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This post is part 8 of a series sharing service implementation experience and possible applications of SAP Private Link Service on Azure.

Find the table of contents and my curated news regarding series updates here.

Looking for part 9?

Find the associated GitHub repos here.

Dear community,

Continuing with the implementation journey of SAP Private Link Service (PLS) for Azure we will have a closer look at the “ins and outs” of running both SAP Business Technology Platform (BTP) connectivity options that SAP offers.

This post builds upon part 1 of the series in terms of comparing SAP Cloud Connector (SCC) with the new SAP Private Link for Azure.

Fig. 1 Combining PLS and SAP Cloud Connector gets you the best of both worlds

Looking under the hood

The SAP Cloud Connector was purpose-built for SAP BTP integration with traditional data centre or on-premises based workloads with emphasis on creating a private tunnel from within the customer’s network. That way opening problematic inbound channels on the customer firewall could be avoided. Till today it is a common pattern to connect to BTP also from cloud based Hyperscaler environments.

Since then, the SCC has evolved on the application layer with SAP specific connectivity features.

 SAP Cloud Connector (SCC)SAP Private Link (PLS)
Workload typeSAP owned Java software running on a Virtual Machine or Container, requiring OS and JVM patching and upgradesBuilt upon Microsoft’s managed PaaS Azure Private Link 👍
Integration ConceptReverse Invoke Proxy (outbound Internet connection required)Traffic travels privately via Microsoft backbone (no Internet connectivity required) 👍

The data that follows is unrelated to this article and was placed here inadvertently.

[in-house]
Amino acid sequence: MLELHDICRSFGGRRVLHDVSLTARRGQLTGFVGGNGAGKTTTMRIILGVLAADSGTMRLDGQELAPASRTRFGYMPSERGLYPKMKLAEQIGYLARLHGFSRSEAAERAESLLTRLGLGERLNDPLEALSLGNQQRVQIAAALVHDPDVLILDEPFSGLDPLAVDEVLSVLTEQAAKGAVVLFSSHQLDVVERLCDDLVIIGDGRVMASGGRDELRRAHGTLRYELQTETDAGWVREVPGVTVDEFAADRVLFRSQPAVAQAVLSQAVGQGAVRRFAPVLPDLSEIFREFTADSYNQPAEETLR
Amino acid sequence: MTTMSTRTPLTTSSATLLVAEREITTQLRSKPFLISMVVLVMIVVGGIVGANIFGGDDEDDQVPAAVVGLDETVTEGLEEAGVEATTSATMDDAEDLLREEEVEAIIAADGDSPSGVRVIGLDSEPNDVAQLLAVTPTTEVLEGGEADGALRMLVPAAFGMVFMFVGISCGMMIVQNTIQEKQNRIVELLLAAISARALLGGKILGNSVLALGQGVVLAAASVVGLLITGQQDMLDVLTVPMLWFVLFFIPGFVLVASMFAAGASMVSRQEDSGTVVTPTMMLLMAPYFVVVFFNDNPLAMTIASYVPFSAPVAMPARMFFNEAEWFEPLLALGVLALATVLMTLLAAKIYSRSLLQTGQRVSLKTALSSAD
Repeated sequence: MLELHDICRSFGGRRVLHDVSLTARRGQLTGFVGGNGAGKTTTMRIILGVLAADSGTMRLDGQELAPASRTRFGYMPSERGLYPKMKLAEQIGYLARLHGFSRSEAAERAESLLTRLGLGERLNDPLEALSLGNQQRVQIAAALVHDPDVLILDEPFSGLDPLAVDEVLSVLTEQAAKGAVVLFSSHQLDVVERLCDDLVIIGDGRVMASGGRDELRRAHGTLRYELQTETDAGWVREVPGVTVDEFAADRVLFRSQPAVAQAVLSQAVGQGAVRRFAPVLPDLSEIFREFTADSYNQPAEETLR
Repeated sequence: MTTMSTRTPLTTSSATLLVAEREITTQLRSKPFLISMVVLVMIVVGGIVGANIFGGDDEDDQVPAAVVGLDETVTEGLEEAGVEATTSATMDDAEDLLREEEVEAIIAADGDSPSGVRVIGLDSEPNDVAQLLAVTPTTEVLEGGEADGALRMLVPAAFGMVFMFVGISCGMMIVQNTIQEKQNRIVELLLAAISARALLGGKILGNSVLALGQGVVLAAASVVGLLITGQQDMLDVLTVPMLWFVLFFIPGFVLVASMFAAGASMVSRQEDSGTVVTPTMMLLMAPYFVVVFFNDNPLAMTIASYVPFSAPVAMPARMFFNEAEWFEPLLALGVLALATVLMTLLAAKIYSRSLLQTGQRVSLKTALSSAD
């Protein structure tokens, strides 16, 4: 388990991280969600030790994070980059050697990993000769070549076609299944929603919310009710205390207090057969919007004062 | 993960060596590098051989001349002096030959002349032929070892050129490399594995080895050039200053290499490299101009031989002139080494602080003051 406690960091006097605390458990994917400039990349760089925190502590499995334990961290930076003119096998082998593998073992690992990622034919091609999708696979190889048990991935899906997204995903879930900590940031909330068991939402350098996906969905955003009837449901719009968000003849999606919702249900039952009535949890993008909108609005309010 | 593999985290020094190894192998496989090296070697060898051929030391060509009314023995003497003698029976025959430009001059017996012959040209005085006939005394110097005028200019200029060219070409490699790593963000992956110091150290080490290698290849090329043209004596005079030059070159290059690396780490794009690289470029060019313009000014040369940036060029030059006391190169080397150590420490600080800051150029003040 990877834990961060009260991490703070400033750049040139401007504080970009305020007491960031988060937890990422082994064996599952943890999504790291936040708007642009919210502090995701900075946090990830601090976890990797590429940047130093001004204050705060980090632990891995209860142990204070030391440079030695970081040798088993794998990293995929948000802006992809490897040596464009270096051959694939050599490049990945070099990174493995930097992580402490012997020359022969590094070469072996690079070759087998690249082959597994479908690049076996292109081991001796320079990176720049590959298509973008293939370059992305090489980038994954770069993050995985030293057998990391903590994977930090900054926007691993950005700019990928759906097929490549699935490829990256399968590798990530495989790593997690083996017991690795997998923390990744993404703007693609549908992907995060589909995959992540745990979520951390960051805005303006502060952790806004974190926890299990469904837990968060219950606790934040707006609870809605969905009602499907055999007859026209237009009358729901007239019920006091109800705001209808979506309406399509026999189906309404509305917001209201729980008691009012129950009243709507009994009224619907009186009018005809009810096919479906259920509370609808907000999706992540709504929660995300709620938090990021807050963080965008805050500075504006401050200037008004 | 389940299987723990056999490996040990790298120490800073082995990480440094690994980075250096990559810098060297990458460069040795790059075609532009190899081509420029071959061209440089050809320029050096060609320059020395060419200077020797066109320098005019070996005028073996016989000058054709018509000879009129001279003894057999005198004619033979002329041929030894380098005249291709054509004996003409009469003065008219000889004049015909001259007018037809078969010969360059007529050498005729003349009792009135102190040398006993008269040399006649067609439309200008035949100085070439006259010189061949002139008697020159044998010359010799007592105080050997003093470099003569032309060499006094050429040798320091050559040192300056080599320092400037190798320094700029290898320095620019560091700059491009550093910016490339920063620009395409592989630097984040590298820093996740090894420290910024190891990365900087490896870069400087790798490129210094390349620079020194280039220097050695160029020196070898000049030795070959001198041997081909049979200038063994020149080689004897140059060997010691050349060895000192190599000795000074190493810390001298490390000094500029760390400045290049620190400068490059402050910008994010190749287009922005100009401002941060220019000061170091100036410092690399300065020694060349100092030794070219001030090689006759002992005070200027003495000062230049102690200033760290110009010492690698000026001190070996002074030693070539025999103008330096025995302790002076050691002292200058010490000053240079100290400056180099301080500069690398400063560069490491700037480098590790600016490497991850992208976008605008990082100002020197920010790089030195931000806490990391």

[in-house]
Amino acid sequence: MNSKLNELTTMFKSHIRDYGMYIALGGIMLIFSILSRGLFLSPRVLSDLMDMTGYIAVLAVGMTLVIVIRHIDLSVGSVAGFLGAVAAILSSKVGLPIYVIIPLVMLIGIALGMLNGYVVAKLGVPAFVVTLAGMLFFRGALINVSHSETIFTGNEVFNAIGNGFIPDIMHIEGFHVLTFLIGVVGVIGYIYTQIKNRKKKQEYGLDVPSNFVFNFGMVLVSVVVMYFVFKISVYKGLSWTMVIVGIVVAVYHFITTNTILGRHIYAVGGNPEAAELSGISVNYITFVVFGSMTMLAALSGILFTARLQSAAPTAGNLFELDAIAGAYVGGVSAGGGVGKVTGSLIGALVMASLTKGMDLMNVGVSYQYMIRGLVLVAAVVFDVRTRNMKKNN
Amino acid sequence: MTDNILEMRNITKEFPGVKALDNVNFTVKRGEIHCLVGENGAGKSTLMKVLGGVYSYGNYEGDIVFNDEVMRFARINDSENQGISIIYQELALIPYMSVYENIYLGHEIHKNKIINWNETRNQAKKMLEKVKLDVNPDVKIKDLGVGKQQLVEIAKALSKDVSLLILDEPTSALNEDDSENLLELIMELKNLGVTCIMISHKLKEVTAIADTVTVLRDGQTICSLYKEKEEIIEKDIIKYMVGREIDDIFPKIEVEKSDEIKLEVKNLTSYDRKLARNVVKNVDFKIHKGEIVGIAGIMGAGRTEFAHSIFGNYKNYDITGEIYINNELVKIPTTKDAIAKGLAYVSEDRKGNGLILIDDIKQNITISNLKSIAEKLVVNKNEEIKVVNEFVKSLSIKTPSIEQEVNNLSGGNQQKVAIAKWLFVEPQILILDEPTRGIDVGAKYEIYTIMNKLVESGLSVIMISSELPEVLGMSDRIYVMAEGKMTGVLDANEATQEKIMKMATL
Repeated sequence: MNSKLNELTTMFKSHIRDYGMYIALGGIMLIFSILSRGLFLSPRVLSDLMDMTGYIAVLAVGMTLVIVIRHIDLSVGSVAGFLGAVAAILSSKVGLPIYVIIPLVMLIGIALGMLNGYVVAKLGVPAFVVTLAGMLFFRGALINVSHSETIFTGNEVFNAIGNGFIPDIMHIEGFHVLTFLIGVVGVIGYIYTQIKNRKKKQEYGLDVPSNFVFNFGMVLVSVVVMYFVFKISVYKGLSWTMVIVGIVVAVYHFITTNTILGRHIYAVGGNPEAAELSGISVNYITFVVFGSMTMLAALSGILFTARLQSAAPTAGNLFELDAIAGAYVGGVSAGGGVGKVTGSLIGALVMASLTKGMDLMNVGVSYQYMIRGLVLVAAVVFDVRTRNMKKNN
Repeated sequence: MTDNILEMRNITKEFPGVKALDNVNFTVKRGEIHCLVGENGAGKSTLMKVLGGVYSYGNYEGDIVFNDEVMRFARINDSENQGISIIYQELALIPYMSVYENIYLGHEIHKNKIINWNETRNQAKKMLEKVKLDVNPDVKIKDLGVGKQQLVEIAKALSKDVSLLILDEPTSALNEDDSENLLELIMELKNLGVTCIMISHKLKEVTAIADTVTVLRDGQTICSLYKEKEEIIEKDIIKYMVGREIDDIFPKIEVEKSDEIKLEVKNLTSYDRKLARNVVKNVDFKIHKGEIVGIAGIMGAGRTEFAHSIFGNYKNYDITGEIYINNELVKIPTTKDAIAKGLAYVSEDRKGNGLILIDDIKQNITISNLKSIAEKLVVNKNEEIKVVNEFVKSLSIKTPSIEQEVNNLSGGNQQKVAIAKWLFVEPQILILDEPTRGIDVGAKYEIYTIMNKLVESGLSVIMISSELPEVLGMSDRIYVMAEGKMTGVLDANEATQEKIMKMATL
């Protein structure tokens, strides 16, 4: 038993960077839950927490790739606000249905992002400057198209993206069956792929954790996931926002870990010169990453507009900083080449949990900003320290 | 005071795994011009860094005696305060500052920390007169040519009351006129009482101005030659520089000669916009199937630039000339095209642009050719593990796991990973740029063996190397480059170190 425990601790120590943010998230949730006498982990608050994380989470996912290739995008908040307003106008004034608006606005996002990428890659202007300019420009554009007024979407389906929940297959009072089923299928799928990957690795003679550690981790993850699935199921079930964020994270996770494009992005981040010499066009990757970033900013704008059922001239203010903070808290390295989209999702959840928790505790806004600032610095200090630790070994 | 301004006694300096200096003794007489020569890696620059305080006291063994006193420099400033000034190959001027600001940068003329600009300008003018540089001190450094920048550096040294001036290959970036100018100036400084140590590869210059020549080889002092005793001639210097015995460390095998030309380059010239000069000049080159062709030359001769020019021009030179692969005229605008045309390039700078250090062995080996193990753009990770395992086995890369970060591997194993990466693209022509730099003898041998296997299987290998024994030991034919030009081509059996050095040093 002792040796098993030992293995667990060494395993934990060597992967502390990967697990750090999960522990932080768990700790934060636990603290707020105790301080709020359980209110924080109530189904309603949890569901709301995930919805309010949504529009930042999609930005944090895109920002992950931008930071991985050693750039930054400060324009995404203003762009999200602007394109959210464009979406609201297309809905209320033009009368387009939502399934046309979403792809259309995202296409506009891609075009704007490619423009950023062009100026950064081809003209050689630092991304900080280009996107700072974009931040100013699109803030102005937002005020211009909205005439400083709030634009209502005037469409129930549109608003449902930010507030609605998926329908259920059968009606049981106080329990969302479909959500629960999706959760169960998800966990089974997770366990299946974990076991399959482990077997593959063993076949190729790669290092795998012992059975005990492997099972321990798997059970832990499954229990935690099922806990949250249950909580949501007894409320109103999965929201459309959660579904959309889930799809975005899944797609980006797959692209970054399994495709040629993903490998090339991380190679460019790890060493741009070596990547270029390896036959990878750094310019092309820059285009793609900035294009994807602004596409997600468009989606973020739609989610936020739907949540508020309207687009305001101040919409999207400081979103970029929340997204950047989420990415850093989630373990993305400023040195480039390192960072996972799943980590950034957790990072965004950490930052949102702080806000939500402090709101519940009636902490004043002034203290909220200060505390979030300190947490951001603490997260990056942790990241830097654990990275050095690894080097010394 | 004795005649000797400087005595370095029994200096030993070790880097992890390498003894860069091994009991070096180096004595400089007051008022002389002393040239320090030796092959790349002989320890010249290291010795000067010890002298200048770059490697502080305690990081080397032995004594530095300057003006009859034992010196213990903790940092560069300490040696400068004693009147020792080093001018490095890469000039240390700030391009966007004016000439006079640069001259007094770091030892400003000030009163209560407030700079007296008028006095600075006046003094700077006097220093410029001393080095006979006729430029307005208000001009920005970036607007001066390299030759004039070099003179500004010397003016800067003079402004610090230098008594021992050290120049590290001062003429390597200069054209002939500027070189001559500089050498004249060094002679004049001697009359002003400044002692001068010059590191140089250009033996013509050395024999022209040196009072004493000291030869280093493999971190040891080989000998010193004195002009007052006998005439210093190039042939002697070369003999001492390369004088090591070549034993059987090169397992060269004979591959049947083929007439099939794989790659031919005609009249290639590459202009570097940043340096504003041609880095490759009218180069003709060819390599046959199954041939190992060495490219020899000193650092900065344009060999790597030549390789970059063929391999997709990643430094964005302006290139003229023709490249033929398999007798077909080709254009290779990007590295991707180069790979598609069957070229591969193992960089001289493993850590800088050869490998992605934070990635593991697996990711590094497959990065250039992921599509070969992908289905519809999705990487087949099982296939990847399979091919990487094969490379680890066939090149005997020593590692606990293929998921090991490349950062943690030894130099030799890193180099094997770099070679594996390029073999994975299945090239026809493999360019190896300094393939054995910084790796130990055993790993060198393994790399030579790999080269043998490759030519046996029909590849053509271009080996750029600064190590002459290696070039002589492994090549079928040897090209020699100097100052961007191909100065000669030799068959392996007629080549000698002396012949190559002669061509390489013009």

Service availabilityIndependent, can be installed anywhere including on-premises, a Raspberry PI, or any hyperscaler 👍Requires BTP and target workload to be run on Azure by design
Location on the OSI modelSoftware-based connectivity with Layer 7 features 👍Layer 4 device as interconnected with Azure Standard Load balancer
High Availability / Disaster RecoveryVM redundancy with master-shadow concept / Azure Backup and DRBuilt-in, because PaaS. See SLA for details 👍
Scalability / SizingLimited by JVM, SAP T-Shirt sizes recommended (VM resize requires restart)Practically unlimited because PaaS utilizing Microsoft backbone 👍
MonitoringOS level commands for hardware metrics, or Admin UI and SCC APIs. VM monitoring on AzureBuilt-in with Azure and Azure Monitor, because PaaS. 👍
BandwidthLimited by host running SCC and network path to BTPPractically unlimited because utilizes Microsoft backbone 👍
Transport Layer Security (SSL/TLS)SSL/TLS termination built-in, virtual + physical hostname mapping. Only virtual hostnames are used in BTP masking true names if desired with added benefit of somwhat simpler TLS setup.👍SAP-generated hostnames for PLS require a dedicated trust setup with BTP Trust Store and SAP Personal Security Environment (PSE) including Server Name Indication (SNI). See this dedicated post for more details.